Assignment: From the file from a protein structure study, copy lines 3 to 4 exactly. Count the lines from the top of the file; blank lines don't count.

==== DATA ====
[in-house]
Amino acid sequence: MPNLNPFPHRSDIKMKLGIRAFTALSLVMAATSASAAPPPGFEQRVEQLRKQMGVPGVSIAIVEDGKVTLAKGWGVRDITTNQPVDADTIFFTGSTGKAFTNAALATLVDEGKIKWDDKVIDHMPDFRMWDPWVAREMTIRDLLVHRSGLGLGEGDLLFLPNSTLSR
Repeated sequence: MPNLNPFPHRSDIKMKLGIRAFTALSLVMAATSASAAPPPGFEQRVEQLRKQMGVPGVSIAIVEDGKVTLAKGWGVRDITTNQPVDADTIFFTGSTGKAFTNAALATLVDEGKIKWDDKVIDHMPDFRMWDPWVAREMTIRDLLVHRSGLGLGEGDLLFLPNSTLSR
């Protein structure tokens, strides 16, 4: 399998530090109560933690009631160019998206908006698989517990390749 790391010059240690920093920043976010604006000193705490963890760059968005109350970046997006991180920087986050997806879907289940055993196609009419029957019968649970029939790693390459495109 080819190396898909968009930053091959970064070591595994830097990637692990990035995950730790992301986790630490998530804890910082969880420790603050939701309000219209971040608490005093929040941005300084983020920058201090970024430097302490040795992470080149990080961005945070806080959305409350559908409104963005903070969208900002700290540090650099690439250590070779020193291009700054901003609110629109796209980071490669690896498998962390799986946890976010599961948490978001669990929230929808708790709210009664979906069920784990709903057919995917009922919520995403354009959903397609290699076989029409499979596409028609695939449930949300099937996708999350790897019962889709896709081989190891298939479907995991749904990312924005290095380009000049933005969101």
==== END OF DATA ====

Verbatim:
Repeated sequence: MPNLNPFPHRSDIKMKLGIRAFTALSLVMAATSASAAPPPGFEQRVEQLRKQMGVPGVSIAIVEDGKVTLAKGWGVRDITTNQPVDADTIFFTGSTGKAFTNAALATLVDEGKIKWDDKVIDHMPDFRMWDPWVAREMTIRDLLVHRSGLGLGEGDLLFLPNSTLSR
């Protein structure tokens, strides 16, 4: 399998530090109560933690009631160019998206908006698989517990390749 790391010059240690920093920043976010604006000193705490963890760059968005109350970046997006991180920087986050997806879907289940055993196609009419029957019968649970029939790693390459495109 080819190396898909968009930053091959970064070591595994830097990637692990990035995950730790992301986790630490998530804890910082969880420790603050939701309000219209971040608490005093929040941005300084983020920058201090970024430097302490040795992470080149990080961005945070806080959305409350559908409104963005903070969208900002700290540090650099690439250590070779020193291009700054901003609110629109796209980071490669690896498998962390799986946890976010599961948490978001669990929230929808708790709210009664979906069920784990709903057919995917009922919520995403354009959903397609290699076989029409499979596409028609695939449930949300099937996708999350790897019962889709896709081989190891298939479907995991749904990312924005290095380009000049933005969101």